How senior officials sold ‘Moi’s land'

This photograph dated July 13, 2016 shows youths on land in Nairobi that the United States International University - Africa alleged belonged to it and had been grabbed. PHOTO | MARTIN MUKANGU | NATION MEDIA GROUP

What you need to know:

  • Documents seen by the Nation show that one-time Finance Minister Arthur Kinyanjui Magugu and Central Bank of Kenya Governor Philip Ndegwa were directors of DPS International, the company that took loan from Kenya Commercial Bank.

  • The company is at the centre of the current land saga because eventually, as confirmed by its lawyers, it sold the land to Insurance Company of East Africa, a company associated with Mr Ndegwa, on February 26, 1990, for Sh17 million.

Twenty-seven years ago, Kenya Commercial Bank almost sold a controversial prime piece of land claimed by former President Daniel Moi to recover a Sh10 million loan that was taken by senior officials in his government.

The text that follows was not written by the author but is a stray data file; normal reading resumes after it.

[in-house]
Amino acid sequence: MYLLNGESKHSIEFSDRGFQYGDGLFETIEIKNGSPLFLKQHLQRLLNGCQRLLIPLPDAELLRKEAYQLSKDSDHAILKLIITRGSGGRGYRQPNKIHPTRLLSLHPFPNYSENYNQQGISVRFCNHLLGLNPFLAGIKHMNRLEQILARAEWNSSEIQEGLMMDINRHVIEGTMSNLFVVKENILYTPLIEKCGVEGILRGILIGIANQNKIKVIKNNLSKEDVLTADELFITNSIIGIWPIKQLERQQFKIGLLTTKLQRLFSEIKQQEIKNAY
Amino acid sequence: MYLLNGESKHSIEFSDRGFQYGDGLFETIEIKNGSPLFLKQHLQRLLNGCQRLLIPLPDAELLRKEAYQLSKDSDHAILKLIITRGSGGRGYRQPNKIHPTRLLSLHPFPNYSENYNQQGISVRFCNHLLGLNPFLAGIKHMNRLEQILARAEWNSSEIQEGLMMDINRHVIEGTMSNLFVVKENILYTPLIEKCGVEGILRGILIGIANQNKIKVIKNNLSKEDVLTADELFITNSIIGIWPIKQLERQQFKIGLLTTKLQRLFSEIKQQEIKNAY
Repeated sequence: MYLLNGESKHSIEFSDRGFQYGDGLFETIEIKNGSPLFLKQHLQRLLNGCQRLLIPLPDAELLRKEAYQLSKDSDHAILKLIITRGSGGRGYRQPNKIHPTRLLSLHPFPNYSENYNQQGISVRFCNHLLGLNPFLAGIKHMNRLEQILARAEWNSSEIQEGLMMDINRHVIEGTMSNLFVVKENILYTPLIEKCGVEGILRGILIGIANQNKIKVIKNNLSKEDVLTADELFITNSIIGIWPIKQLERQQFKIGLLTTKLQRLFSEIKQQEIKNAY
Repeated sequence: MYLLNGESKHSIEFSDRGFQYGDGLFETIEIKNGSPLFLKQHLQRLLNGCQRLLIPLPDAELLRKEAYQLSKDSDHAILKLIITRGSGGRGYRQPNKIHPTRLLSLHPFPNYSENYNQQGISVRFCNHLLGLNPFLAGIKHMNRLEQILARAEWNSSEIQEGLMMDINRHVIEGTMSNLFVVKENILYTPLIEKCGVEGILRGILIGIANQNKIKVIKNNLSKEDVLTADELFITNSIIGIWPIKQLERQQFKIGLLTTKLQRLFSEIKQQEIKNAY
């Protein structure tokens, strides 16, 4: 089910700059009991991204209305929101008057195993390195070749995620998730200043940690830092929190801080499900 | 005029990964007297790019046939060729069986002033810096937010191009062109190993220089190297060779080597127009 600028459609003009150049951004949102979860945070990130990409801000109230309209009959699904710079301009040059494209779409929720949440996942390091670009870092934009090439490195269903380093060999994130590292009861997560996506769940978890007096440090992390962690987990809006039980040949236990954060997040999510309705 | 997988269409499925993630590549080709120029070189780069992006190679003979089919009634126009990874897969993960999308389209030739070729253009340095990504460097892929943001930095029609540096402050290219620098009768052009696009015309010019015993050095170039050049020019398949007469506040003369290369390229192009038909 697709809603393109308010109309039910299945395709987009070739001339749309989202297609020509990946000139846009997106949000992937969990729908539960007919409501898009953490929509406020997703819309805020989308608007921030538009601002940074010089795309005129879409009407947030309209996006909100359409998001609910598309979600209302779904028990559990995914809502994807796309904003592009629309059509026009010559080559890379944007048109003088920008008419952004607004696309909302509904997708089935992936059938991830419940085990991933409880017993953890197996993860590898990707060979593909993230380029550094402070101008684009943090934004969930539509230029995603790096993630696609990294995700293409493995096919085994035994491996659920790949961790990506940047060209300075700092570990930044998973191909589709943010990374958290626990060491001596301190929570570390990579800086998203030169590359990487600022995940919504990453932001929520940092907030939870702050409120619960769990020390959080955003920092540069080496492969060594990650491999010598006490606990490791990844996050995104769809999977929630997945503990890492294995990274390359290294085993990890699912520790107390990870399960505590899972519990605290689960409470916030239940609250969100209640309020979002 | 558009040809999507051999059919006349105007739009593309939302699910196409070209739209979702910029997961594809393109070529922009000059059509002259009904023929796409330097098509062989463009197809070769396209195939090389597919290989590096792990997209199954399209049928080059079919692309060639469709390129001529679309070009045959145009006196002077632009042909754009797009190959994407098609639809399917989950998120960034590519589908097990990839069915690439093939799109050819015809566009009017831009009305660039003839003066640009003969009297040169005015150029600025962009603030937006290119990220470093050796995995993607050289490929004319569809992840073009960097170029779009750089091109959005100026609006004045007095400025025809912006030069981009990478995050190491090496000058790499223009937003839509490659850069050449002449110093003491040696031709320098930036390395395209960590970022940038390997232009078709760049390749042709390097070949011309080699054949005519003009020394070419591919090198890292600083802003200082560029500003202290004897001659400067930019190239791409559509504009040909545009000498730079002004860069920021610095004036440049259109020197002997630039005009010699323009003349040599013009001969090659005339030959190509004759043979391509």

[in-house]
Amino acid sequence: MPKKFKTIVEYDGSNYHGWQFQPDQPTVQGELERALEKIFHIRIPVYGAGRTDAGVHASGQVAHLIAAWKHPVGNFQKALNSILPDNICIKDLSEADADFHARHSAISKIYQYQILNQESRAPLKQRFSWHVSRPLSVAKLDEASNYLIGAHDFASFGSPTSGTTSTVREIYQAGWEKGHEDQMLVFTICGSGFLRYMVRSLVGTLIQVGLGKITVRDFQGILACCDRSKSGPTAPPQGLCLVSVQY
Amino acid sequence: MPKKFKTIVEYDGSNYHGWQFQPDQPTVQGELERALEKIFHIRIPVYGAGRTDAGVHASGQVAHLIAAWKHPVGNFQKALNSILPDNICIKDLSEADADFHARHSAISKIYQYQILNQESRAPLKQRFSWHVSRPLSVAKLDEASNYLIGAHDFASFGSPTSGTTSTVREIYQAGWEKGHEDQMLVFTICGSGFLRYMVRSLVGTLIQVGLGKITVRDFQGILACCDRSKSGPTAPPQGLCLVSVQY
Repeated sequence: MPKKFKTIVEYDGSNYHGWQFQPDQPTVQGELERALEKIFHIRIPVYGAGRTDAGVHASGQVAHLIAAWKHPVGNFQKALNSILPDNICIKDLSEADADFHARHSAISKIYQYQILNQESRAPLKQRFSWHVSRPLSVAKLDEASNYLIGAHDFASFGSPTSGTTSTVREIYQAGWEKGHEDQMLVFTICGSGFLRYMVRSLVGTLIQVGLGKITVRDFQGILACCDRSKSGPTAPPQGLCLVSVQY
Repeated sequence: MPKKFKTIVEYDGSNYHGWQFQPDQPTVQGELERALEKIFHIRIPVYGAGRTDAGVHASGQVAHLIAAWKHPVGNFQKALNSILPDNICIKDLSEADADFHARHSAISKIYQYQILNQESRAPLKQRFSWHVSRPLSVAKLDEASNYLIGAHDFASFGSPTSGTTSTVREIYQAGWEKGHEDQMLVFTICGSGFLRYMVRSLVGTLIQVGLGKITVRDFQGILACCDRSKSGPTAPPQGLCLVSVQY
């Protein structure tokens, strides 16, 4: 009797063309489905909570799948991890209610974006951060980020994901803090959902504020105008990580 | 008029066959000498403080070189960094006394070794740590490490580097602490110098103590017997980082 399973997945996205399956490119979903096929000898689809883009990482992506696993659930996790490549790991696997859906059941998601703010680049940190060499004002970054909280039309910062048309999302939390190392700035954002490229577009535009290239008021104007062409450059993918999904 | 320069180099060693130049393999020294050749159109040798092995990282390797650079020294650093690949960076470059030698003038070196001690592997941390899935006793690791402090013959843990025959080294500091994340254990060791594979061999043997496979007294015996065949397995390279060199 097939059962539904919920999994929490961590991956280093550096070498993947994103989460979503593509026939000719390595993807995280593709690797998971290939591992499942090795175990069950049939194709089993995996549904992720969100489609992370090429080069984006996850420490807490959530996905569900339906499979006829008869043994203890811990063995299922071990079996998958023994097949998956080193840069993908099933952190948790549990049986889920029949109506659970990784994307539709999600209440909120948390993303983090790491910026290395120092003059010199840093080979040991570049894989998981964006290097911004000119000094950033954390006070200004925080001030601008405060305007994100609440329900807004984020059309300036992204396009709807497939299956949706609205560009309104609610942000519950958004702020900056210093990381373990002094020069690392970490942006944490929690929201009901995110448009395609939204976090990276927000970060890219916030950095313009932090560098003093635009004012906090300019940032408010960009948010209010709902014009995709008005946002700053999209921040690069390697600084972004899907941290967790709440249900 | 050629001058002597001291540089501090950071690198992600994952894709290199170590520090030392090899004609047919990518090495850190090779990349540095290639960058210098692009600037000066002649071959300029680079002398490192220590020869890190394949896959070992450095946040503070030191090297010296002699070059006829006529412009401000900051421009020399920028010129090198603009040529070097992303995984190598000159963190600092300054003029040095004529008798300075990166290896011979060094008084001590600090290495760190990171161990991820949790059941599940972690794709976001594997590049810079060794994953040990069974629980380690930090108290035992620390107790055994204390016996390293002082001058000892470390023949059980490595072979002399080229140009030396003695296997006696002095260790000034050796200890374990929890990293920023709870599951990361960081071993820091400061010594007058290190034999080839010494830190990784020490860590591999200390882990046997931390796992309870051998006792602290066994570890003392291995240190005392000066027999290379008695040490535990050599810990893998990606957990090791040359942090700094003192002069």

This is the land that the retired Head of State sold for Sh500 million to businessman George Kiongera two months ago, provoking a high stakes dispute with United States International University - Africa, which is claiming ownership. The dispute has since moved to court.

Documents seen by the Nation show that one-time Finance minister Arthur Kinyanjui Magugu and Central Bank of Kenya Governor Philip Ndegwa were directors of DPS International, the company that took the KCB loan.

The company is at the centre of the current land saga because eventually, as confirmed by its lawyers, it sold the same piece of land for Sh17 million to Insurance Company of East Africa (ICEA), a company associated with Mr Ndegwa, on February 26, 1990.

ICEA then pocketed Sh90 million from USIU-A and transferred the land to the university on May 4, 1999.

The Directorate of Criminal Investigations (DCI) has since moved to probe the deal. Head of the Lands division at DCI headquarters Abdallah Komesha said his officers have recorded “so many statements”.

“This matter is still under investigation and because this unit deals with land fraud, we are therefore investigating fraud. Though we have taken statements I cannot reveal names (of the suspects) at this time,” he said.